Professional recognition or professional accreditation in the EU

Additional steps are usually necessary if you have acquired the right to exercise your desired profession in your country of origin and now want to practice this profession in Austria, and this is also a “regulated profession”. For example, depending upon which profession you want to pursue, you must have completed your studies or have an apprenticeship certificate. There are many regulated professions in Austria, for which different public authorities are responsible. These authorities are also responsible for the particular recognition proceedings.

The following forms of recognition exist depending on the type of regulated professions:

Recognition or equivalence of professional qualifications through comparison with Austrian qualification requirements

The recognition of professional qualifications (especially for practicing trades) within the EU can take place on the basis of an equivalence evaluation (“Gleichartigkeitsprüfung”). This is reviewed by the competent public authority within the context of a nostrification when the profession in question is not one which is automatically recognised.  

Automatic recognition on the basis of a corresponding training experience

For several professions, the qualifications acquired by EU, EEA and Swiss nationals are “automatically” recognised inasmuch as the right to exercise this profession was acquired in their country of origin and they are allowed to exercise the profession in their country of origin as a self-employed person. In this case, it does not matter if you intend to exercise this profession as a self-employed person or as a salaried employee in Austria.

The qualifications of the following people are “automatically” recognised:

  • Doctors
  • Nurses
  • Midwives
  • Dentists
  • Pharmacists
  • Architects and
  • Veterinarians

This means that you can submit evidence of your qualifications (notarised copy and certified translation) and must wait for the formal approval of Austrian authorities. In this case, the responsible authority does not review the contents of the education itself but only the authenticity of the documents. You will only be allowed to exercise your chosen profession after being granted formal approval.

Depending on the profession, the requirement involves completing university studies, completing further professional training (e.g., the induction phase for teachers or the training of doctors after they have received their PhDs) and the existence of a direct law governing the right to pursue this profession. 

Please take into account that the responsible public authority can also demand other documents from you in addition to such certificates of professional aptitude (“Berufsbefähigungszeugnissen”).


As a nurse for general care or a pharmacist, you can make use of the European Professional Card  (EPC) (“Europäischer Berufsausweis”) – a quick and simplified electronic process – to submit your documents, track the status of your online applications and reuse documents that have already been uploaded.


You are a French citizen and concluded your studies as a midwife at a university in Paris (e.g., University of Paris South - XI). The education you received corresponds to the EU Professional Qualifications Directive. If you want to work in Austria as a midwife (regardless of whether you are a salaried employee or self-employed), your studies are, in principle, automatically recognised. This means that you have to submit an application for recognition to the responsible Austrian authority (National Board of Austrian Midwives - Austrian Registry of Midwives (“Österreichisches Hebammengremium Bundesgeschäftsstelle – Hebammenregister”) and attach your education degree. The body will not carry out any review of the contents but will only confirm the authenticity of the documents you presented. You are permitted to work as a midwife in Austria as soon as you have the authority’s confirmation.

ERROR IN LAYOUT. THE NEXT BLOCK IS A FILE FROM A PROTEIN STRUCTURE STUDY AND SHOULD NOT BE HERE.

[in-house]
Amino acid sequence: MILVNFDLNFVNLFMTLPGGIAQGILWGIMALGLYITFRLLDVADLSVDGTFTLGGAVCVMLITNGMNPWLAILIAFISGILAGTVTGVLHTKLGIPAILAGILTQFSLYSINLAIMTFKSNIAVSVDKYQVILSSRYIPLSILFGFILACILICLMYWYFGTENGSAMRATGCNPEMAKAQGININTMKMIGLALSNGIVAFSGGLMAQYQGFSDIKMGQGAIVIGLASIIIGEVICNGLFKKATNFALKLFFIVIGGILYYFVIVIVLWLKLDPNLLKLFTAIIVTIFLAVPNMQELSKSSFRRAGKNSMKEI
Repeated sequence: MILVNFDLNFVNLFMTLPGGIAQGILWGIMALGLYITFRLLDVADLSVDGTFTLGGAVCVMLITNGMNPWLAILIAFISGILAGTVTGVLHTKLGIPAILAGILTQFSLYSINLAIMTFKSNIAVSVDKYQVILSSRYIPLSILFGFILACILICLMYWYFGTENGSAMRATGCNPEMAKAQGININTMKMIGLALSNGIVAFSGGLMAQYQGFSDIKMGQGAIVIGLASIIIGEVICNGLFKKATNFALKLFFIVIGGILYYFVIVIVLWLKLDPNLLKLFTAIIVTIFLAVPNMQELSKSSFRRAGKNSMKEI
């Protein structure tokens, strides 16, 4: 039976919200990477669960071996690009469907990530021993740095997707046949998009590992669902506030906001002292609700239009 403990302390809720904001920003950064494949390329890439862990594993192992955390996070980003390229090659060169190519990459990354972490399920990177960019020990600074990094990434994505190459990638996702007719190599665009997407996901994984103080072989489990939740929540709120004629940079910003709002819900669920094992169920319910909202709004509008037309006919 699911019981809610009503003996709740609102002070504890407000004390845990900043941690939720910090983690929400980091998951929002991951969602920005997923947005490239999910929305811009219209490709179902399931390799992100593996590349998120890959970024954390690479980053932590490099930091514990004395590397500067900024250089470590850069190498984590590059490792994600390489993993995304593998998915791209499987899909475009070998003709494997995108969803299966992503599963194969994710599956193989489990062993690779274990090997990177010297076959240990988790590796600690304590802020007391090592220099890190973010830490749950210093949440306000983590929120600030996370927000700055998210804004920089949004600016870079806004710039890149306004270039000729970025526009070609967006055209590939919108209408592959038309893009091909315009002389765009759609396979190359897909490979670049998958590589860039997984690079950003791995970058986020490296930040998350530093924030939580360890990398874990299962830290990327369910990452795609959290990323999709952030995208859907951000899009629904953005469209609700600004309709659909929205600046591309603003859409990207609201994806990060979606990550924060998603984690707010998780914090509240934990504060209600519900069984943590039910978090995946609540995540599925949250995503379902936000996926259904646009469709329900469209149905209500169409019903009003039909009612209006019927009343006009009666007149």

Notification of the provision of cross-border services

The notification of providing cross-border services (“Anzeige grenzüberschreitender Dienstleistungen”) in the form of an advertisement is only one possibility if the work is temporary and exercised occasionally and you do not want to settle down in Austria.

With respect to regulated trades in Austria (bakers, floorers, beauticians, etc.), the notification of providing cross-border services and its confirmation  by the Federal Ministry for Digital and Economic Affairs (“Bundesministerium für Digitalisierung und Wirtschaftsstandort“) is required.


You are considered to provide cross-border services if you temporarily (on a self-employed basis) engage in this activity in another EU member state. If you as a service provider send employees to another EU member state, the rules for the posting of workers also apply (link).


The notification must be renewed once a year if you, as a company, intend to provide these services during the year in question. The annual renewal of the notification is entered into the Service Provider Registry (“Dienstleisterregister”).


You are only not required to have your qualifications formally recognised or subject to nostrification if:

  • the commercial activity is regulated both in Austria and your country of origin
  • you have undergone regulated training  
  • you engaged in this commercial activity for at least one year out of the last ten years in your country of origin

Here you can find the most important forms.